Over 60 progressive and Democratically-aligned groups are urging Senate Judiciary Committee leaders to open an investigation into recent allegations that Supreme Court Justice Samuel Alito leaked the outcome of a landmark 2014 case — concerning contraception and right-wing Christian company Hobby Lobby — to conservative evangelical lobbyists weeks before the decision was officially announced.
In a letter sent to Senate Judiciary Chair Dick Durbin (D-Illinois) and federal court subcommittee chair Sen. Sheldon Whitehouse (D-Rhode Island), the organizations raise alarm over recent findings that conservative Supreme Court justices had regularly met with wealthy donors to right-wing evangelical group Faith and Action for years — and, at one point, evidently told donors the outcome of a pending case, allowing conservative groups to prepare a public relations response.
The details of the alleged leak, and Alito’s supposed role in the breach, are especially germane to current ethical concerns regarding the leak of the Supreme Court’s Dobbs v. Jackson decision earlier this year. An investigation could uncover crucial details on the access to the Supreme Court that right-wing justices have allegedly been giving conservative lobbyists for years.
“Justice Alito’s alleged leak of the outcome of the Burwell v. Hobby Lobby calls for a thorough investigation and, if true, constitutes a shocking betrayal of the Court’s confidences that deserves immediate accountability,” the groups wrote. The letter is signed by groups like Center for American Progress (CAP), Demand Justice, Planned Parenthood Federation of America, and Citizens for Responsibility and Ethics in Washington (CREW).
In a recent New York Times report, former Faith and Action leader Rev. Rob Schenck says that Alito told some of his donors of the decision in Burwell v. Hobby Lobby — which Alito himself was writing — weeks before it was announced. Schenck was able to use the leak in order to tip off the president of Hobby Lobby, allowing the company and the conservative groups who backed it in the case to prepare a public relations push around the decision.
The Court ruled in favor of Hobby Lobby, setting a precedent for the supposed religious rights of employers and striking down a requirement for employers to cover certain contraception in health plans under the Affordable Care Act. This was a major win for conservative activists — one that would portend this year’s overturn of Roe v. Wade, which was, in part, the result of years of lobbying from the anti-abortion, evangelical right.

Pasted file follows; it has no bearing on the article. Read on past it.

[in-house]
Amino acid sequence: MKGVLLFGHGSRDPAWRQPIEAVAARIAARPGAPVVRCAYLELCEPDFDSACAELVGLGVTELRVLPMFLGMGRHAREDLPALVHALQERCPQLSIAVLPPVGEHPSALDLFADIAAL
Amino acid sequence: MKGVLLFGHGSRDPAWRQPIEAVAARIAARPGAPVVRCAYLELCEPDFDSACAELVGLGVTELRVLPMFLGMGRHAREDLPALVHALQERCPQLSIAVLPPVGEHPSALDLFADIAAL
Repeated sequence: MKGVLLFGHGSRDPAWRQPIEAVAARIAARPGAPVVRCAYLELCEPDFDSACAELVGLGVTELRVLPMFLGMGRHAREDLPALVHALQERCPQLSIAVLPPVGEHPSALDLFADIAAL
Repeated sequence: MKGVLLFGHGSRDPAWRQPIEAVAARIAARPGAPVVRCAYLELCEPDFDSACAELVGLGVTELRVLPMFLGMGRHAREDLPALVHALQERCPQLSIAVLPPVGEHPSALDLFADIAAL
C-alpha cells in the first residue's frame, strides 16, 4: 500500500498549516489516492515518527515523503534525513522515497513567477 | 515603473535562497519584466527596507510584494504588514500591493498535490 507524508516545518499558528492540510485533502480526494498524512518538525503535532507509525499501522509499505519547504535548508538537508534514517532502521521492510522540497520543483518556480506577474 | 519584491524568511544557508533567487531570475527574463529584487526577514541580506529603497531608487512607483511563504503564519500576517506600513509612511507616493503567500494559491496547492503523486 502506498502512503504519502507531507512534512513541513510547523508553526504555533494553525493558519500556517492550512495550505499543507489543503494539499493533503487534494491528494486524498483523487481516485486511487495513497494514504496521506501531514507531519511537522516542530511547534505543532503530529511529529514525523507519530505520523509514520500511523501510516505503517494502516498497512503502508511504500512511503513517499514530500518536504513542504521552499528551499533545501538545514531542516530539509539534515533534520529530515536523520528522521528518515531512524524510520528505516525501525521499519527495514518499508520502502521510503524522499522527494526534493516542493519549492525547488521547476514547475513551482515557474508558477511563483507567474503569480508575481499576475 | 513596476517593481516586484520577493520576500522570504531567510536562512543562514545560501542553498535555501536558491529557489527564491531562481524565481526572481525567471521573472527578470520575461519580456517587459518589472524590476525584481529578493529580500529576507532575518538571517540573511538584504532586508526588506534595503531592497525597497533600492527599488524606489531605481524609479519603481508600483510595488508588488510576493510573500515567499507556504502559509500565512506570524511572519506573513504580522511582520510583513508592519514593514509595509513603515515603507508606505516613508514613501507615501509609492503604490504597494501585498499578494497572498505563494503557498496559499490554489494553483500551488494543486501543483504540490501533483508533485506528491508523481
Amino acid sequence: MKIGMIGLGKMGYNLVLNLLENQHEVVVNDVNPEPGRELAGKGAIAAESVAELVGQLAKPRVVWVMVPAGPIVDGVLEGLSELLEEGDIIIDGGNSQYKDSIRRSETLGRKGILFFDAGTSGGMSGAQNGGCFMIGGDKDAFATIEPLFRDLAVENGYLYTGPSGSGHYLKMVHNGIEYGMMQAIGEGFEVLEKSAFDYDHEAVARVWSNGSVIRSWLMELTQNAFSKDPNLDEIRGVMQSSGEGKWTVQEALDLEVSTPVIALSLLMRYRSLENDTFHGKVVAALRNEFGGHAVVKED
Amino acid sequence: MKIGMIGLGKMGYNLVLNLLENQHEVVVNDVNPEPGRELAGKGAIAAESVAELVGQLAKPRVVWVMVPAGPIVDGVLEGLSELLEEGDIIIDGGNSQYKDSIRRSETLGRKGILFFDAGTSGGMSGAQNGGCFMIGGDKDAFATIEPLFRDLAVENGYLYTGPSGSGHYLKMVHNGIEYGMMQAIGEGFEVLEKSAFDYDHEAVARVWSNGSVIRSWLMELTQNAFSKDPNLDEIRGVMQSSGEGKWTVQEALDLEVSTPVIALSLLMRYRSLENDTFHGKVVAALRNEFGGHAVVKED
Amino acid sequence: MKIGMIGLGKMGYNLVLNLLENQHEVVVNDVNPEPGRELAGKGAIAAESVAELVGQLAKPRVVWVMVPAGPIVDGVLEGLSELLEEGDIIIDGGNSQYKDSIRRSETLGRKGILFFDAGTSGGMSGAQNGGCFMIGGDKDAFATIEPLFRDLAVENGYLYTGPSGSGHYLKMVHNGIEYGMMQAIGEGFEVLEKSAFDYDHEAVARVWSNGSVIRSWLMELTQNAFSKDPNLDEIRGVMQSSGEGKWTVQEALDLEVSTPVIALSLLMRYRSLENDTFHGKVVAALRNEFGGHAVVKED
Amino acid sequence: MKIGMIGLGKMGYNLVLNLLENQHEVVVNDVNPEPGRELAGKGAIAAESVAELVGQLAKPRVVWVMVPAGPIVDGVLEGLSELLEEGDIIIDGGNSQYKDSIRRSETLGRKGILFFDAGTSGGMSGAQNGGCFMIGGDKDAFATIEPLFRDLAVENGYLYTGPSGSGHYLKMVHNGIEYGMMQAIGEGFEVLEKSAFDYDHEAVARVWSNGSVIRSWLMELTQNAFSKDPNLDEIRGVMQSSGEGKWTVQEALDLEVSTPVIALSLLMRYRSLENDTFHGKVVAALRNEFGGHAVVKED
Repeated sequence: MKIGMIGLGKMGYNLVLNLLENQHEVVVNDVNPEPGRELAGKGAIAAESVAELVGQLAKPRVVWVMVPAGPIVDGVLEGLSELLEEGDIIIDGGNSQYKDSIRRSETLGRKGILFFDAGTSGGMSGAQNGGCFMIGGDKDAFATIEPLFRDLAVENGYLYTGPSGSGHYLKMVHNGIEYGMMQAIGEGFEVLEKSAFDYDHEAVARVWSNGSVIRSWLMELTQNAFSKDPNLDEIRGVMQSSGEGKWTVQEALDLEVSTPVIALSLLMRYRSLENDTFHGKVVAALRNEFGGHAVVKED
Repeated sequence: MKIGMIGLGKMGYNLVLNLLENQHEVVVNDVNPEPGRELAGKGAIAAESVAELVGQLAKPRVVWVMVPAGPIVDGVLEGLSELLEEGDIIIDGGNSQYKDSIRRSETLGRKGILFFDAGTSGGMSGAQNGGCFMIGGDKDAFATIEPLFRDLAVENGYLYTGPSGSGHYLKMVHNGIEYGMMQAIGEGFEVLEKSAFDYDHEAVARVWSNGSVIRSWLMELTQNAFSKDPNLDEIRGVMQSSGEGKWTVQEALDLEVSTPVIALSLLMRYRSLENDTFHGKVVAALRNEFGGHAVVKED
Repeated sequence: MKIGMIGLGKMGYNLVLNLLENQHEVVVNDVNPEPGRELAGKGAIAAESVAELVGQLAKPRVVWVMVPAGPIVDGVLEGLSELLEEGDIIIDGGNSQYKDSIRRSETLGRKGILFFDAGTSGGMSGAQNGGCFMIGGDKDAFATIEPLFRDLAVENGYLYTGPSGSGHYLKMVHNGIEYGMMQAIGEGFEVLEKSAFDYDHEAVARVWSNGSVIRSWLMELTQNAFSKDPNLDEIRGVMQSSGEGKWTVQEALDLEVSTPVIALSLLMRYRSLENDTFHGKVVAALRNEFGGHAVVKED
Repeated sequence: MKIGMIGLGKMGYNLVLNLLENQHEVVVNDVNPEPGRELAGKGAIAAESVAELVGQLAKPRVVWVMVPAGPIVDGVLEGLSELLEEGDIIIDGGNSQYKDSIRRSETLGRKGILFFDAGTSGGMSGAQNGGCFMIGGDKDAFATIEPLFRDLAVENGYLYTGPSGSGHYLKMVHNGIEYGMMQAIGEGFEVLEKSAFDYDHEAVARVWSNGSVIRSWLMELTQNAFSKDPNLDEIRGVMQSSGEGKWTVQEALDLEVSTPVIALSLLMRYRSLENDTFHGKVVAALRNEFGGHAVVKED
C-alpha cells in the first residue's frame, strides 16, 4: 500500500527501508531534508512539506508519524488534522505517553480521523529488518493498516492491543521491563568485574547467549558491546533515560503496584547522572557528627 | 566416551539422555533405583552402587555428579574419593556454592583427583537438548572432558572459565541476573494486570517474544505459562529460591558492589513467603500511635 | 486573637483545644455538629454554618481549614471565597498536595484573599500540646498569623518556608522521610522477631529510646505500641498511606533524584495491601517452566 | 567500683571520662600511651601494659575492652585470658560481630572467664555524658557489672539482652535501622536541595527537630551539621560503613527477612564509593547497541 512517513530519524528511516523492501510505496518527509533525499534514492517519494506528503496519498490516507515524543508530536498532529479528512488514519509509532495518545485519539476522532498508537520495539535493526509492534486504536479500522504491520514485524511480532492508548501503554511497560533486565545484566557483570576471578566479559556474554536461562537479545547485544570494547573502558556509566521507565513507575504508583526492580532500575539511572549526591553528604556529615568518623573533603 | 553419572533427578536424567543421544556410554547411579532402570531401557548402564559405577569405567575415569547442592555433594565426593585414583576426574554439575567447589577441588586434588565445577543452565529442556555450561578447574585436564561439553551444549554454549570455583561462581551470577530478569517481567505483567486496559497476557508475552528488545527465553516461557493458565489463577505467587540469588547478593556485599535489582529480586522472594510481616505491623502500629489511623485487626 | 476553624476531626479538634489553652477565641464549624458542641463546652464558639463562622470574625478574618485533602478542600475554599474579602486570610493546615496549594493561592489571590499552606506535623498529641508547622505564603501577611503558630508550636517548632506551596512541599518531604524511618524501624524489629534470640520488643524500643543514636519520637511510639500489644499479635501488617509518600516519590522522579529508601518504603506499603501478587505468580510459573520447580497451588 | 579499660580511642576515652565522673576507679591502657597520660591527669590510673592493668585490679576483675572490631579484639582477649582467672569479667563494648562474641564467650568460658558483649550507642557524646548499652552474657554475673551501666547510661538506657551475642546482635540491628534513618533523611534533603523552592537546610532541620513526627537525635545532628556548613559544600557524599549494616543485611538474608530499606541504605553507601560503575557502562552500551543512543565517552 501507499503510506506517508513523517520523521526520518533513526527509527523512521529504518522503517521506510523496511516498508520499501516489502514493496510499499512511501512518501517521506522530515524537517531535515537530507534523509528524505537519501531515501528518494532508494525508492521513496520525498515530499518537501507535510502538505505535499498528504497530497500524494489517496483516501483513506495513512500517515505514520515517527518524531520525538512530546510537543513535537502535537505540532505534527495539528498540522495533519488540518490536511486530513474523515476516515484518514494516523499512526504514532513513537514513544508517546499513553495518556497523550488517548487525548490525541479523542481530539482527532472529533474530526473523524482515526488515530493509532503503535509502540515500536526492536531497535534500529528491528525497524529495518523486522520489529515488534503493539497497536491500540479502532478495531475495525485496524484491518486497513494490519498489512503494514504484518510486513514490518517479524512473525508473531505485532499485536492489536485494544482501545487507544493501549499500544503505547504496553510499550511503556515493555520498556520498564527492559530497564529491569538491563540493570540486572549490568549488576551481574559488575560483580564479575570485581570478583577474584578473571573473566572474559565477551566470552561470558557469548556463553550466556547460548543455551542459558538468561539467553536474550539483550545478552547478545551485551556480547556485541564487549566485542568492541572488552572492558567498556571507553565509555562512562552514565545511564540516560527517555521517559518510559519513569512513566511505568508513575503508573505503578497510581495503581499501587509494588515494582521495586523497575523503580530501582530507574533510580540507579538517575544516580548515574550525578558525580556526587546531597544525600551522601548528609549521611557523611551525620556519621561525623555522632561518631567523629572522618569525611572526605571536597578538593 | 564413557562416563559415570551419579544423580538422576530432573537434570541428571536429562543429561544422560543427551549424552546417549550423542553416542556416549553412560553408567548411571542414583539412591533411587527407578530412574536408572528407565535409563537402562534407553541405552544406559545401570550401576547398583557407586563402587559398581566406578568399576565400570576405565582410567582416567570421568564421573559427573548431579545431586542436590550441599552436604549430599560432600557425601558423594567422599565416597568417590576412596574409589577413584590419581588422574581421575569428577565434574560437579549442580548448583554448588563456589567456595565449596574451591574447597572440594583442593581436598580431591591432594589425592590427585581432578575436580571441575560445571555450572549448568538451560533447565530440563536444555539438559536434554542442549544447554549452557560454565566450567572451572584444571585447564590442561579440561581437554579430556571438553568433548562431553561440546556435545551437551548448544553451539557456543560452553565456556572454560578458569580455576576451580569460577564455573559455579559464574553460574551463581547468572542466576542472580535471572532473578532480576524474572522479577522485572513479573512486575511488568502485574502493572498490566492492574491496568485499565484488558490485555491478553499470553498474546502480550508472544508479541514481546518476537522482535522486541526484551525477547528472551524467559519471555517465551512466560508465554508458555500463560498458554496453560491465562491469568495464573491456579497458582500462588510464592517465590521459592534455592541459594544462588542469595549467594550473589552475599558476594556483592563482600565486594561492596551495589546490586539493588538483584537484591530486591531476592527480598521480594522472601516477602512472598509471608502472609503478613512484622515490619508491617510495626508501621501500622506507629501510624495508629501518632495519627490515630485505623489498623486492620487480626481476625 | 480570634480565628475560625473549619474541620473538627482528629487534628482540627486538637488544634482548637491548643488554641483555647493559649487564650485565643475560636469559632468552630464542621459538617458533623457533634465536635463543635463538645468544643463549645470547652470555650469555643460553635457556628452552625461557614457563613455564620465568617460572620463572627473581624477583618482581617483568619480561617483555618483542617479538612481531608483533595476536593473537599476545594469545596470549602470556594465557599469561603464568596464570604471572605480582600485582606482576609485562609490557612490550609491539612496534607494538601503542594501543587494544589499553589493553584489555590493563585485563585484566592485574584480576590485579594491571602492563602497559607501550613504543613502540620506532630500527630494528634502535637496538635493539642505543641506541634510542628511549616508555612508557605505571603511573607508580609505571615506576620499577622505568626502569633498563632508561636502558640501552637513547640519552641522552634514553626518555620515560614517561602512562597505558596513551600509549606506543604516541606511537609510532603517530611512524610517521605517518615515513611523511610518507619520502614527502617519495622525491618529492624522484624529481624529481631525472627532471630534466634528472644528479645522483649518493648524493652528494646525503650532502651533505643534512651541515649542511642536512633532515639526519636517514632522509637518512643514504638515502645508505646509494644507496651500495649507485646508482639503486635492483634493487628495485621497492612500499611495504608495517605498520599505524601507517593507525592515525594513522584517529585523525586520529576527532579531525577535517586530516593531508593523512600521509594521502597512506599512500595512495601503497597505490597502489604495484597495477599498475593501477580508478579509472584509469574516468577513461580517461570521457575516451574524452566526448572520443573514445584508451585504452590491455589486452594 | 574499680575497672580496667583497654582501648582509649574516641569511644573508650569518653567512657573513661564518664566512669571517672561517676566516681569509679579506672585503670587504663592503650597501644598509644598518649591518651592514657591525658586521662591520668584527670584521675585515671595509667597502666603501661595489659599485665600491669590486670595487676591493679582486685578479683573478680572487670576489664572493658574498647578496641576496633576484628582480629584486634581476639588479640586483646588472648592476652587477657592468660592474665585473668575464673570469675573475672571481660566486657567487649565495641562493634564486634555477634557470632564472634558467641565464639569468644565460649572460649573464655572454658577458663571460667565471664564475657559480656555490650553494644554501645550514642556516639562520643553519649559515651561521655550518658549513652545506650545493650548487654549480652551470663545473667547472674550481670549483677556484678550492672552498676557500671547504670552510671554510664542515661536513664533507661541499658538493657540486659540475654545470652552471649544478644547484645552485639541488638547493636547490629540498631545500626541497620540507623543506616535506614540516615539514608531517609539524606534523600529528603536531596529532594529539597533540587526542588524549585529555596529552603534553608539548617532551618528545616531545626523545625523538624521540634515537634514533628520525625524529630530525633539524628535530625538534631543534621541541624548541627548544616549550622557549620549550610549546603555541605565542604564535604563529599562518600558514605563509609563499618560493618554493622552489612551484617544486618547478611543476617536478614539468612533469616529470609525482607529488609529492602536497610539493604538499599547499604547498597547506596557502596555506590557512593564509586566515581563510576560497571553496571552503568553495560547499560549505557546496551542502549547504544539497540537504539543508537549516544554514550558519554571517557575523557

The alleged leak has ties to the leak of the Dobbs v. Jackson decision that rocked the country in May: Both leaks involved landmark cases surrounding fundamental reproductive rights, and both leaks emboldened right-wing activists who had been fighting for the erosion of those rights.
It’s still unclear who leaked the Dobbs decision, though legal experts and progressives have speculated that the connections between the two cases aren’t coincidental. Alito has denied Schenck’s account.
Further, the alleged leak was only one incident in a long and close relationship that Faith and Action enjoyed with Alito and fellow right-wingers Justice Clarence Thomas and deceased Justice Antonin Scalia. For over 20 years, Schenck, who says he now regrets his actions, would arrange dinners between the justices and his right-wing donors, who were coached to push conservative talking points in order to influence the justices’ decisions, Schenck told Politico earlier this year.
Supreme Court watchdogs have long maintained that the Court needs to be held to a binding ethics code, and the letter writers say that the explosive allegations over justices’ relationships with right-wing lobbyists only further justify that viewpoint.
“This lobbying effort by Faith and Action, as well as the apparent acquiescence of Justices Alito, Thomas and Scalia to it, pose serious ethical concerns and serve as a stark reminder that Supreme Court justices must be held to account,” they continued. “It is a disservice to the American people that the justices of our highest Court are not bound by a code of ethics, unlike every other federal judge in the country.”